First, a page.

A great divide exists among fellow citizens of the world today. Among your family members, co-workers, even best friends – there is a simple defining factor in the way we live our lives that says a lot about who we are. You know what I’m talking about. You either work out alone or you take group fitness.
Your friend who works out alone by hitting the gym floor and cranking out his or her own rep-based work rarely will take you up on a HIIT class in a group fitness studio – and vice versa. But there are benefits to both kinds of workouts, in the type of exercise performed in both and the environment that each type of workout presents. There needs to be some method of cross-over to marry all these benefits and Equinox’s new Pure Strength class is exactly that.
“While conditioning based classes address cardiovascular needs, which are vital to health and fitness, this is only a piece of the puzzle,” Dennis Rittenhouse, Equinox trainer, boxing, martial arts and grappling extraordinaire and co-creator of Pure Strength, said. “Pure strength training has benefits beyond just burning calories and pumping your heart. It gives you confidence in knowing your body is capable of more than just moving quickly. In 13 years of training, few things are as satisfying as seeing someone complete their first pull-up.”
In setting foot into the group fitness room set up for Pure Strength at Equinox’s Lincoln Park location, I assessed the situation throughly. There were four rows of equipment already in place and I knew right away that I was about to embark on a totally different group fitness experience. One of the stations was made up of portable pull-up bars. Another was a line of reclined benches with dumbbells no less than 25 pounds each next to them.
I asked Rittenhouse what was the method to the madness in creating a hybrid heavy strength yet group fitness-based class.
“In order to increase your strength and proficiency for a given movement one must keep the reps low and the rest periods longer than your average class,” he told me. It sounded a lot like what one might do when he or she uses various equipment on the gym floor alone.
“To that end we keep the heart rate up while simultaneously keeping your mind and body engaged with challenging core specific moves,” Rittenhouse continued. “We pair four strength movements with their own complementary core movement. Each pairing has been meticulously thought out so that the core movement won’t interfere with a trainees ability to complete the prime objective: strength.”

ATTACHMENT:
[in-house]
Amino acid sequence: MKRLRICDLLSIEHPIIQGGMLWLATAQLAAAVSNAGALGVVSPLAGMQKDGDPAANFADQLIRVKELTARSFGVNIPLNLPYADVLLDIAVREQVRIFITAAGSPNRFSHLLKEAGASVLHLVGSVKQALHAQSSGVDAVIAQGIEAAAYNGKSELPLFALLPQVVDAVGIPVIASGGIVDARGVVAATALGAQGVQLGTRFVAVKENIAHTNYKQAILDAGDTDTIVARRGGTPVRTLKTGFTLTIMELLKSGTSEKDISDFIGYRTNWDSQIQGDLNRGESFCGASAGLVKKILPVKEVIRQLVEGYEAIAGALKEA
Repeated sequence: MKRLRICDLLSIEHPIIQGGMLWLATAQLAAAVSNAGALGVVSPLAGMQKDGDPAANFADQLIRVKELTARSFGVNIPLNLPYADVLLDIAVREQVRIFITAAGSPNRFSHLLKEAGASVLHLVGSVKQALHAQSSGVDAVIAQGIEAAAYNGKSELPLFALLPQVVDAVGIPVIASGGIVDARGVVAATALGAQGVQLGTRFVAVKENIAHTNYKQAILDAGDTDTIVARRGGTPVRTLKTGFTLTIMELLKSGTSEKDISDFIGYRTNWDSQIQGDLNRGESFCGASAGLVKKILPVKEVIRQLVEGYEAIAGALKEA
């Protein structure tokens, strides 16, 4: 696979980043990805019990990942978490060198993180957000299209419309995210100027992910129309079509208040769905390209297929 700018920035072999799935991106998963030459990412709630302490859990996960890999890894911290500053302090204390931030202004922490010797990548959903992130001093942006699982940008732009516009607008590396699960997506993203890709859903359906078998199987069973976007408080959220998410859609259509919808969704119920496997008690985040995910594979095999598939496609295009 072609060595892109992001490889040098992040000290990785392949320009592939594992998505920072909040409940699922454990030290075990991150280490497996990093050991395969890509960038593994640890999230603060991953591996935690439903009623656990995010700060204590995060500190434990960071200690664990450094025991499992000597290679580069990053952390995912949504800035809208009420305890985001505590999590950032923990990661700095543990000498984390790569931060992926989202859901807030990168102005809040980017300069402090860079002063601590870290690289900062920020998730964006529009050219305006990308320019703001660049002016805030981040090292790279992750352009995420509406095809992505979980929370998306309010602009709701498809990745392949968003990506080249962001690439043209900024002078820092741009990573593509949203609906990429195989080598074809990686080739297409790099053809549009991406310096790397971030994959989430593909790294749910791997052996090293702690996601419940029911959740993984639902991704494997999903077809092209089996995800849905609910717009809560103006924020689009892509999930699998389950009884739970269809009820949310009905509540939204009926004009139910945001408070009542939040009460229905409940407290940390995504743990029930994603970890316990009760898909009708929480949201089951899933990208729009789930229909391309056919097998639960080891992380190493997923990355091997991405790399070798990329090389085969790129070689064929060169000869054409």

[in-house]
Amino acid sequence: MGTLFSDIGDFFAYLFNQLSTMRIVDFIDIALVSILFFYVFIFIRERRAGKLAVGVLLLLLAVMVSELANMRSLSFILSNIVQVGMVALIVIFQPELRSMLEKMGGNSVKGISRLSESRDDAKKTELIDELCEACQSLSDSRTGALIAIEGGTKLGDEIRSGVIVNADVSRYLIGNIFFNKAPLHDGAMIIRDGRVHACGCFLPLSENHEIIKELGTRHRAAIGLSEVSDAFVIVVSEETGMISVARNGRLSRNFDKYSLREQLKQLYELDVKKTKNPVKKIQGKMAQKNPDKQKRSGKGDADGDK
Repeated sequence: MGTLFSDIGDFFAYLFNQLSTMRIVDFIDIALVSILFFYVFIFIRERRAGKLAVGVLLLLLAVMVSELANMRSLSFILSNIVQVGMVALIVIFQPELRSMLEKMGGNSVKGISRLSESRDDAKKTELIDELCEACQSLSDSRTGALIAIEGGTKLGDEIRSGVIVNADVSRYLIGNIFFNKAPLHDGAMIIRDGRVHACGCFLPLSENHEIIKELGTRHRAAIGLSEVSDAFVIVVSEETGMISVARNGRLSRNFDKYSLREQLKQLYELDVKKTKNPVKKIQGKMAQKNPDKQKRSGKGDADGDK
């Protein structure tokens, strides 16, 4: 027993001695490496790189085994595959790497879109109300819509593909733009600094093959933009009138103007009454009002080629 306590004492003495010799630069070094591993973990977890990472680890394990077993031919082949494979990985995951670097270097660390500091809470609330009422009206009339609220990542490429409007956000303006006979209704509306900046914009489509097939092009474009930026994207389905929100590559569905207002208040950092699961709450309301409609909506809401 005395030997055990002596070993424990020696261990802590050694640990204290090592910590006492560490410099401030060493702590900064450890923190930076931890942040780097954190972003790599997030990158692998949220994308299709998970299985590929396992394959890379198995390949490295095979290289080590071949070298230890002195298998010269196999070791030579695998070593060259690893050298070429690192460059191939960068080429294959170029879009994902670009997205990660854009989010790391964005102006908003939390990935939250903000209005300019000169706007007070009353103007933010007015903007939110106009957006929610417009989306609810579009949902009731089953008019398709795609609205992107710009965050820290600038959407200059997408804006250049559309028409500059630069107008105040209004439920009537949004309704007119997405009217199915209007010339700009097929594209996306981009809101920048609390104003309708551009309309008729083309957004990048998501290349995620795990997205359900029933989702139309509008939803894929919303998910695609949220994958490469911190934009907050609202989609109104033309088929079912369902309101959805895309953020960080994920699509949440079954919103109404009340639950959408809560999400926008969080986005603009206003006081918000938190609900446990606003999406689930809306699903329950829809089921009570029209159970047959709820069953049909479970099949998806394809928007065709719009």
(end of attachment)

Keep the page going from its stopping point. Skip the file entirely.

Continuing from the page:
Now that sounds like a smart workout to me. And most likely something I couldn’t come up with by myself.
My Pure Strength class with Julie Bellis and Tonya Dugger was just that methodically planned. The movements were simple but we worked together on teams by tagging each other out when we finished our shorter rep sets. The simple movements activated every muscle group in the body and the core and plank work in between added an additional strength-building element that made me work more efficiently every time I was working with heavy weights.
Because this class is so safely and meticulously designed, it takes the guessing game out of how to incorporate different kinds of heavy weight exercises in a logical sequence for a workout. This was something I alway struggle with when attempting my own workouts. “It can be daunting walking out on to a gym floor wondering if what you are doing is correct or will lead you closer to your strength goals,” Rittenhouse echoed my concerns. “With our class you won’t have to wonder.”
We know all too well that variety is the spice of life. I’m guilty of sticking with the things I’m good at and comfortable with, especially when I’m on a time crunch. I want to make sure I know what I’m getting out of the time I put into a workout, which leads to getting stuck in habits. Obviously, there are less healthy habits to try to kick than going to yoga six days a week, but the functional benefits of incorporating strictly strength exercises to my daily routine are undeniable. Rittenhouse laid out just a few.
Heavy weight exercises, guided by a coach who’s attuned to making any necessary form corrections throughout your workout to keep you safe, “increase muscle mass while warding off bone loss, help prevent a myriad of illnesses (diabetes among them) and increase a person’s motor skills and overall feeling of well being,” Rittenhouse said.
Whether you’re new to lifting weights or want some tips on how to improve your current workout, consider Equinox’s Pure Strength a resource to help you in any of your fitness endeavors.